In late spring or summer as the number of bees in a hive start to increase and the internal temperature of the hive increases they will create new queens.
On a warm day they will begin the swarming process. Several thousand bees will depart the nest with a queen and go seeking a new home. This can be very dramatic, the swarm can be heard in flight and they will often gather on the branch of a tree whilst their scouts seek a suitable place to set up home.
Many people mistake these swarms for wasps’ nests but wasps cannot swarm, neither can they ‘move’ home!
In this swarm stage they are easy to gather up and beekeepers will collect them and rehouse them in their hives.
The problem with honeybees is that they will often set up homes in air-bricks or chimneys where they can be difficult and costly to remove.
Bumblebees have a similar life cycle to wasps in that only the queens survive the winter and must build new nests afresh every spring. However unlike wasps which rely on grubs and aphids they eat pollen which is available to them earlier and so bumblebee nests tend to be earlier than wasps.
Bumblebees are the big fat bees which look as though they shouldn’t be able to fly.
A bumbelee colony is very much smaller than a wasps’ nest, 300 bees being a large colony.
We now have a new bumblebee in our area, the Tree Bumblebee, which unfortunately, unlike our native species which are docile is quite aggressive, especially in the vicinity of its nest.
This is a very early bee indeed and will be found as early as April, often nesting in bird boxes.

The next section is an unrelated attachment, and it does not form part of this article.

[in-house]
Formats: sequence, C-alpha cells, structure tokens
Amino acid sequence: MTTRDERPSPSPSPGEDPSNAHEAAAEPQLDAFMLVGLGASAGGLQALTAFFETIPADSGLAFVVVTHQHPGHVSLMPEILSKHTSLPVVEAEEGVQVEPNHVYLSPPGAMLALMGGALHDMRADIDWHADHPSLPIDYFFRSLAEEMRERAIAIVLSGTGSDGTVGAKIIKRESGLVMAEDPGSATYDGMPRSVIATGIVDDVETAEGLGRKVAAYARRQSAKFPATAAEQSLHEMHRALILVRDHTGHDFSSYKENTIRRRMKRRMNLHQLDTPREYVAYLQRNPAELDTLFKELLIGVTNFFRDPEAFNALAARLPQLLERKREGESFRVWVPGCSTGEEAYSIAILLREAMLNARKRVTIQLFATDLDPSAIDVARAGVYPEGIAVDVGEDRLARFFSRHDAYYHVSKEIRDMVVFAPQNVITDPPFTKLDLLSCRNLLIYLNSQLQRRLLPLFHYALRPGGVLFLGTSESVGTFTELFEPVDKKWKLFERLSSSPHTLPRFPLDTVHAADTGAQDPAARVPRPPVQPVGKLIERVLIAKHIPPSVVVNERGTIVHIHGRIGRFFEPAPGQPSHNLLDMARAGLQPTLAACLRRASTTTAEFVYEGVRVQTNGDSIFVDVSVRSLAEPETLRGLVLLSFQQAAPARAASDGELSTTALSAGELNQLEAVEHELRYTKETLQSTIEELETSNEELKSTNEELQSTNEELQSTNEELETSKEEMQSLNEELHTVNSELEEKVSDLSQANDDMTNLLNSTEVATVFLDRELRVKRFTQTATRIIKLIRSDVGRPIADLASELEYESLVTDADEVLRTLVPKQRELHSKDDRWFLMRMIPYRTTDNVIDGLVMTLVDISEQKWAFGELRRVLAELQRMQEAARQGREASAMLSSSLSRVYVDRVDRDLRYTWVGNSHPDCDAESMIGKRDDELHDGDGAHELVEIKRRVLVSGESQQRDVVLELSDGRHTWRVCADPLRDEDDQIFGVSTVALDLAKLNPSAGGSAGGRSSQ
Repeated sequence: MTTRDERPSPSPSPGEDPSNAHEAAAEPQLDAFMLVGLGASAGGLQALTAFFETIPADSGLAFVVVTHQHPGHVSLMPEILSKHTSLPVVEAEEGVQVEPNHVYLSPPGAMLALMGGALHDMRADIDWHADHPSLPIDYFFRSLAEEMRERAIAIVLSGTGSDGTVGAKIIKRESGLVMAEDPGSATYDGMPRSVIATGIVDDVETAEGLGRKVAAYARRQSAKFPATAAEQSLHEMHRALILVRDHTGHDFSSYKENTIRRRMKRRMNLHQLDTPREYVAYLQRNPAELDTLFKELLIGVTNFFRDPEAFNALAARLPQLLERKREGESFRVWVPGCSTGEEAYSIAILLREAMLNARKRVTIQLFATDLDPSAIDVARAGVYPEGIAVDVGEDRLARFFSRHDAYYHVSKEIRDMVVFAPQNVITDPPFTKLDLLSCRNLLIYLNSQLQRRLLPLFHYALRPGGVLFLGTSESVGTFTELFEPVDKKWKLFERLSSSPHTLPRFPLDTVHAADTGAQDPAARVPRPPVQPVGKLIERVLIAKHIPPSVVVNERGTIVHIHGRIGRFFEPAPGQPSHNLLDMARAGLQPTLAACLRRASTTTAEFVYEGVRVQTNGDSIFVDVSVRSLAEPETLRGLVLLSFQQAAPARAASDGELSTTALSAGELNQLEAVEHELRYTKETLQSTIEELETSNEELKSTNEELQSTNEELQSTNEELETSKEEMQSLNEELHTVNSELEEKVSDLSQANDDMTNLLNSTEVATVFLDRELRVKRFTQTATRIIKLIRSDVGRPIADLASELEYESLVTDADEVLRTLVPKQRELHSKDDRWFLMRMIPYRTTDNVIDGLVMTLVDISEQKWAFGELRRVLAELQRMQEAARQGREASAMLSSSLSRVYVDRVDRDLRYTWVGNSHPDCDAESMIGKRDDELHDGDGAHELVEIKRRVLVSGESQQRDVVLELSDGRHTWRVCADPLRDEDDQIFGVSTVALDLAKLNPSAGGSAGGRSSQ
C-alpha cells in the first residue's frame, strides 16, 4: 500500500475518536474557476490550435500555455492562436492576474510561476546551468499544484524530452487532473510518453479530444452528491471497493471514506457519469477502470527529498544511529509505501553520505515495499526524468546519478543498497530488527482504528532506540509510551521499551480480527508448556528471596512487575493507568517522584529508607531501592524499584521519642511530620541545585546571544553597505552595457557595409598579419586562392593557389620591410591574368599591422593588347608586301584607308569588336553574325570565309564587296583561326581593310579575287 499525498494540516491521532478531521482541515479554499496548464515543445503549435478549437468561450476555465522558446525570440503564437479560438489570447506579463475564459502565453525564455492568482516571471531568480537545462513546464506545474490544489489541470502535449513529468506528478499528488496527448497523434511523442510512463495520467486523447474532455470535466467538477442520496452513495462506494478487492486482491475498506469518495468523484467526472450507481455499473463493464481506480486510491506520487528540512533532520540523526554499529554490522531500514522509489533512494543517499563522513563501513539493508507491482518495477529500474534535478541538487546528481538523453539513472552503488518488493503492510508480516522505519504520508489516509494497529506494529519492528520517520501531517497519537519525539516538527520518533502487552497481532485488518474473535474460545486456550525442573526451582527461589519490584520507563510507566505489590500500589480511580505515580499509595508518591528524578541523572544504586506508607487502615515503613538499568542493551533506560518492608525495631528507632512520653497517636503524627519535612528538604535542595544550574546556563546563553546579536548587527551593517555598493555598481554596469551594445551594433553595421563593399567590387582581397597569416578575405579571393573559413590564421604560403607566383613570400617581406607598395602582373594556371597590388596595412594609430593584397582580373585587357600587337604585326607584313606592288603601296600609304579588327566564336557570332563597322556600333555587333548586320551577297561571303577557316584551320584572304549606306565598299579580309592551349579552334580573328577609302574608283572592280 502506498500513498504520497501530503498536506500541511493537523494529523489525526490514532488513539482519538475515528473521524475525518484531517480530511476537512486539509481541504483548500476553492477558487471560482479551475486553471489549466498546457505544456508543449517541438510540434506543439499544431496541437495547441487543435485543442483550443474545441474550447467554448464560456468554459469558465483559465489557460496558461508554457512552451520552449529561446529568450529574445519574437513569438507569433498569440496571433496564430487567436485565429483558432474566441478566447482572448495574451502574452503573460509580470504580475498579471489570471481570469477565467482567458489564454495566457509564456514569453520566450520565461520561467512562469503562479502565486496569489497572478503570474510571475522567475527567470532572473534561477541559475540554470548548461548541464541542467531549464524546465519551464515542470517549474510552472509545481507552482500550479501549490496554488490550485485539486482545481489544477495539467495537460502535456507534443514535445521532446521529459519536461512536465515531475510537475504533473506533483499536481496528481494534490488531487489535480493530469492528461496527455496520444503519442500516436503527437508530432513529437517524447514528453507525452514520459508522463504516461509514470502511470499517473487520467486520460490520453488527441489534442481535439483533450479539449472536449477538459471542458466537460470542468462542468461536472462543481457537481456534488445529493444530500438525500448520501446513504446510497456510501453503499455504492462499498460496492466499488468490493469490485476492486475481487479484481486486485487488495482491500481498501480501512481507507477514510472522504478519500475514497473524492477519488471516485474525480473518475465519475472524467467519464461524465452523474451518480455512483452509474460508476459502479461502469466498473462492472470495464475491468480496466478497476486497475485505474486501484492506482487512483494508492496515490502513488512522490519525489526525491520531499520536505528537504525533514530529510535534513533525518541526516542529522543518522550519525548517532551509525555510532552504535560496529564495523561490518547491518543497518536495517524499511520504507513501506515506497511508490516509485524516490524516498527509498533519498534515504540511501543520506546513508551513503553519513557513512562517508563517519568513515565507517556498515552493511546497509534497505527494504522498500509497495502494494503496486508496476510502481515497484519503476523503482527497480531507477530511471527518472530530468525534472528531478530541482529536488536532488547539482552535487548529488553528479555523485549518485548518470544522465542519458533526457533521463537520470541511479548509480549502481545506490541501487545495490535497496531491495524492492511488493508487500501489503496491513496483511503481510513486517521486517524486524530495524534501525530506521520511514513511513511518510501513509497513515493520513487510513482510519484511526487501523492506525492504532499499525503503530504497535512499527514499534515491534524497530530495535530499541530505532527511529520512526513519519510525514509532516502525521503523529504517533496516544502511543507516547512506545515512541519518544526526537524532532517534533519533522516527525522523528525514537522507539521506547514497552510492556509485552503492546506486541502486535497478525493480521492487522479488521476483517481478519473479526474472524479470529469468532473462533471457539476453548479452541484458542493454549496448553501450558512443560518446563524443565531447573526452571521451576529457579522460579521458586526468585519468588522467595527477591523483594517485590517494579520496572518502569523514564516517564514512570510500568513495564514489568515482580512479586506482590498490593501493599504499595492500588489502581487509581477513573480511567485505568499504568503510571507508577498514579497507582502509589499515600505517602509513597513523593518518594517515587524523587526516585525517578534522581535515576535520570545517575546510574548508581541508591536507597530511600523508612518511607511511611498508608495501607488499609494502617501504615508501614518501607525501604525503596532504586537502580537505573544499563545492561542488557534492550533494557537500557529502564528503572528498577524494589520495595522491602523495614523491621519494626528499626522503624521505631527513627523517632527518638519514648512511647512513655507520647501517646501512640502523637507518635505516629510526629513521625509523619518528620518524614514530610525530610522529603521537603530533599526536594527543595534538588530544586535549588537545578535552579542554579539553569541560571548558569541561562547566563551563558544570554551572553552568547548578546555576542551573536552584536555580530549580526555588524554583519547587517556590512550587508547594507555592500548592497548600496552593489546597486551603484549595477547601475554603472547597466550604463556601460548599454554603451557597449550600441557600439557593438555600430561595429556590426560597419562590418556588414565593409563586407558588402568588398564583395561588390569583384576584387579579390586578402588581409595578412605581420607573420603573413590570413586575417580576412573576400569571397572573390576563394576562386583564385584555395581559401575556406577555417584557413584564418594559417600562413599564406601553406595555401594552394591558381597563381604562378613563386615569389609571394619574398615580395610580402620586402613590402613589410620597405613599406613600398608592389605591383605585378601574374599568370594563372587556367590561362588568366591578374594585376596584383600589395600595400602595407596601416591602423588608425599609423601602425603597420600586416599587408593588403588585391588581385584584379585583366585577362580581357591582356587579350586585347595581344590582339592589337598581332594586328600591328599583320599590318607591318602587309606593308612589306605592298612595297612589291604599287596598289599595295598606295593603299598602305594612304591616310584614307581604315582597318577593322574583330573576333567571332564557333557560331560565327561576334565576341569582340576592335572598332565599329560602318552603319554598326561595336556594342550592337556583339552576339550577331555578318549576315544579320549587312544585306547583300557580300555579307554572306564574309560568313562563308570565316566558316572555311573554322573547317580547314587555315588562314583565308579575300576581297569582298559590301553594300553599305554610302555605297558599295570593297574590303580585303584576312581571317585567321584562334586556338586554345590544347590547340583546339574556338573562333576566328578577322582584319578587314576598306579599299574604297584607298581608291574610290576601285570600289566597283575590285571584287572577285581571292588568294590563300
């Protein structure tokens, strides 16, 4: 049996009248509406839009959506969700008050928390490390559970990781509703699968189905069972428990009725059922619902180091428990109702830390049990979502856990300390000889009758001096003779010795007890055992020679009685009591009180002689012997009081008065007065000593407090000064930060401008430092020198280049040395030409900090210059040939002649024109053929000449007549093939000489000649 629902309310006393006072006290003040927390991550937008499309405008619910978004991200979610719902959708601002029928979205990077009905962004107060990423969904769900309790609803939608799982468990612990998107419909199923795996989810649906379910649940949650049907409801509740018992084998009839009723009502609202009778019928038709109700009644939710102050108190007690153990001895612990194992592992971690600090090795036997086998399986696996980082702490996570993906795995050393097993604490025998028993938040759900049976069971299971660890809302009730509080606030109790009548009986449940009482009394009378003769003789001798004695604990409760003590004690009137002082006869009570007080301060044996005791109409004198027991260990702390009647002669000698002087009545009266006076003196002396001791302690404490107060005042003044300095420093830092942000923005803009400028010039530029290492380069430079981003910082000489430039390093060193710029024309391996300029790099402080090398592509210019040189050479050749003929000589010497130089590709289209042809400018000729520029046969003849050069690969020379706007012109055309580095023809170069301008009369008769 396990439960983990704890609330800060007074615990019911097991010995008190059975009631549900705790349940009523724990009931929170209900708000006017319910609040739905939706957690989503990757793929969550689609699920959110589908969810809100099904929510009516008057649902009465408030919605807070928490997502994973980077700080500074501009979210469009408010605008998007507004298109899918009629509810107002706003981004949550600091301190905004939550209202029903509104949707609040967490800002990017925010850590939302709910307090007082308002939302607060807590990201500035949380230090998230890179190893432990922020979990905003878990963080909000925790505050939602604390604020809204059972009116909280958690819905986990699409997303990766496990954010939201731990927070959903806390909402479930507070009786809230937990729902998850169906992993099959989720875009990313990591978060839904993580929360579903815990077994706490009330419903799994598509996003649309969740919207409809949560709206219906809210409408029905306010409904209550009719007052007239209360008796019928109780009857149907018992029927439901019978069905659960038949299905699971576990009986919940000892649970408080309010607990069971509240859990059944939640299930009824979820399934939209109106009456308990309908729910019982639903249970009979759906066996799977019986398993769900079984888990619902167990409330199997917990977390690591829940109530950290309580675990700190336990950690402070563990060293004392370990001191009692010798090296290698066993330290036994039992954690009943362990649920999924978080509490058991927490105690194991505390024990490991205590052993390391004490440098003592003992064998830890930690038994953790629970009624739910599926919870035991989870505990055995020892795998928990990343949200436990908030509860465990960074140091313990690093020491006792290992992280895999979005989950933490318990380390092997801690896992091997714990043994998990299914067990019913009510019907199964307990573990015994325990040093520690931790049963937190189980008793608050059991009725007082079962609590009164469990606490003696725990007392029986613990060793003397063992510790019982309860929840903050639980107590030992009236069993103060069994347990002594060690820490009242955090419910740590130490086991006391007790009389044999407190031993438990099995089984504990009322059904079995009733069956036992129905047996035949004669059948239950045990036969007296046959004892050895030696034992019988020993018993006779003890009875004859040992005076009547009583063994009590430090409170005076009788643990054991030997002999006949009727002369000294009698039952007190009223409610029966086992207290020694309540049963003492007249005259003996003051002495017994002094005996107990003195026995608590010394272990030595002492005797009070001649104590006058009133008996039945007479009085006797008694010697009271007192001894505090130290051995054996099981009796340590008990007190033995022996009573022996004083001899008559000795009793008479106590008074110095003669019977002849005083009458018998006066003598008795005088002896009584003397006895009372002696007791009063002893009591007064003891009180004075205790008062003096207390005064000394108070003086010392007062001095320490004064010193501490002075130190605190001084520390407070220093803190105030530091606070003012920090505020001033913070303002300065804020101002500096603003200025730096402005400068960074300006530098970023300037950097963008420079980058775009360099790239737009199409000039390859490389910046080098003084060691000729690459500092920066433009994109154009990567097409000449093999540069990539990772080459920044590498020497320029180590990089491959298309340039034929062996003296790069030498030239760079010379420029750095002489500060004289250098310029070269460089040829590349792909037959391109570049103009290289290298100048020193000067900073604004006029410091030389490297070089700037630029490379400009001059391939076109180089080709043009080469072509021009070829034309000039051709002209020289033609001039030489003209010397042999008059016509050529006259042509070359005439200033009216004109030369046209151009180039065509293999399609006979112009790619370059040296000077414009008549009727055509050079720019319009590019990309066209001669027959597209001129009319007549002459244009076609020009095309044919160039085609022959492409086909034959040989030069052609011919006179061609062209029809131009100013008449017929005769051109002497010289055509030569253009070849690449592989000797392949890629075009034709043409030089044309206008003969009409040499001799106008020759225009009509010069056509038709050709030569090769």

Fortunately it is an easy bee to recognise with its distinctive white tail.
Bumblebees do not produce honey and are of no use to a beekeeper. Please check carefully before calling a beekeeper or a pest controller as you may get charged for a false call out.
Other than the Tree Bumblebee there is no need to take action and the nests can safely be left alone.
These are the bees which cause more of a headache for pest controllers than any of the other.
They are called solitary bees because unlike the wasps, bumblebees and honeybees they do not build social nests. They each lay their eggs in small holes, often gaps in mortar or holes in walls.
Superficially they look more like wasps than any other bees but are often sighted way before a wasps’ nest would be possible.
They are usually abundant in April, May and June and can often be seen investigating weep holes in window frames and air-bricks.
Although they can be seen in large numbers at this time of year they are quite harmless , having no sting, and no action is necessary or possible.
As they do not build nests it is impossible to destroy their nests and there is absolutely no reason to try and harm them in any circumstances.
As a rough guide here is a monthly chart of what might be sighted in any given month. Please remember that this chart only reflects activity in our area, Manchester, Liverpool, Lancashire and Cheshire, and that timings may vary in other parts of the country.
Exceptionally early or late springs may also alter the timing.